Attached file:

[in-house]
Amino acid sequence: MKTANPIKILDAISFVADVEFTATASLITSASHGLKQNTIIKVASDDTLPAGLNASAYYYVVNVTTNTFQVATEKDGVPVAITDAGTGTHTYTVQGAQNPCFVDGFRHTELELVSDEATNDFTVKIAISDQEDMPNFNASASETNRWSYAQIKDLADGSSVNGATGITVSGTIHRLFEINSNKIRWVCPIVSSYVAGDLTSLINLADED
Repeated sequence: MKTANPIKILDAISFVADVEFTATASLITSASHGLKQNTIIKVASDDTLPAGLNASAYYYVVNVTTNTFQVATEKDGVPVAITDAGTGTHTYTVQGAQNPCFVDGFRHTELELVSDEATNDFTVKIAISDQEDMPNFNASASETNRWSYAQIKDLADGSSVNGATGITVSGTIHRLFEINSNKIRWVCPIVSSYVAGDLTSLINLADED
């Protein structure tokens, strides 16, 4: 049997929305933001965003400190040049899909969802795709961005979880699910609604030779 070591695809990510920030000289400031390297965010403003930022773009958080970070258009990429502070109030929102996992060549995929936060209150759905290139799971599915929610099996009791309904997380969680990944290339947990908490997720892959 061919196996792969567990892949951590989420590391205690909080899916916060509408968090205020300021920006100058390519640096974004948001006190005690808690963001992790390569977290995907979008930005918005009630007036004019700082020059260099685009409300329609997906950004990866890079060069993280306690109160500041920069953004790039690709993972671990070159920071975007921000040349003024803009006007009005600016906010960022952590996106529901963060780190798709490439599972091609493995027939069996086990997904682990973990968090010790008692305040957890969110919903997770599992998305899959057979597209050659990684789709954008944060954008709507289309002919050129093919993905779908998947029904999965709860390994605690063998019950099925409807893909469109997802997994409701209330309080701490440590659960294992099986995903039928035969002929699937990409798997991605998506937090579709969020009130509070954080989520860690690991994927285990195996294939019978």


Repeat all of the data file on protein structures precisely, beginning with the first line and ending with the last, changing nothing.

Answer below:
[in-house]
Amino acid sequence: MKTANPIKILDAISFVADVEFTATASLITSASHGLKQNTIIKVASDDTLPAGLNASAYYYVVNVTTNTFQVATEKDGVPVAITDAGTGTHTYTVQGAQNPCFVDGFRHTELELVSDEATNDFTVKIAISDQEDMPNFNASASETNRWSYAQIKDLADGSSVNGATGITVSGTIHRLFEINSNKIRWVCPIVSSYVAGDLTSLINLADED
Repeated sequence: MKTANPIKILDAISFVADVEFTATASLITSASHGLKQNTIIKVASDDTLPAGLNASAYYYVVNVTTNTFQVATEKDGVPVAITDAGTGTHTYTVQGAQNPCFVDGFRHTELELVSDEATNDFTVKIAISDQEDMPNFNASASETNRWSYAQIKDLADGSSVNGATGITVSGTIHRLFEINSNKIRWVCPIVSSYVAGDLTSLINLADED
């Protein structure tokens, strides 16, 4: 049997929305933001965003400190040049899909969802795709961005979880699910609604030779 070591695809990510920030000289400031390297965010403003930022773009958080970070258009990429502070109030929102996992060549995929936060209150759905290139799971599915929610099996009791309904997380969680990944290339947990908490997720892959 061919196996792969567990892949951590989420590391205690909080899916916060509408968090205020300021920006100058390519640096974004948001006190005690808690963001992790390569977290995907979008930005918005009630007036004019700082020059260099685009409300329609997906950004990866890079060069993280306690109160500041920069953004790039690709993972671990070159920071975007921000040349003024803009006007009005600016906010960022952590996106529901963060780190798709490439599972091609493995027939069996086990997904682990973990968090010790008692305040957890969110919903997770599992998305899959057979597209050659990684789709954008944060954008709507289309002919050129093919993905779908998947029904999965709860390994605690063998019950099925409807893909469109997802997994409701209330309080701490440590659960294992099986995903039928035969002929699937990409798997991605998506937090579709969020009130509070954080989520860690690991994927285990195996294939019978």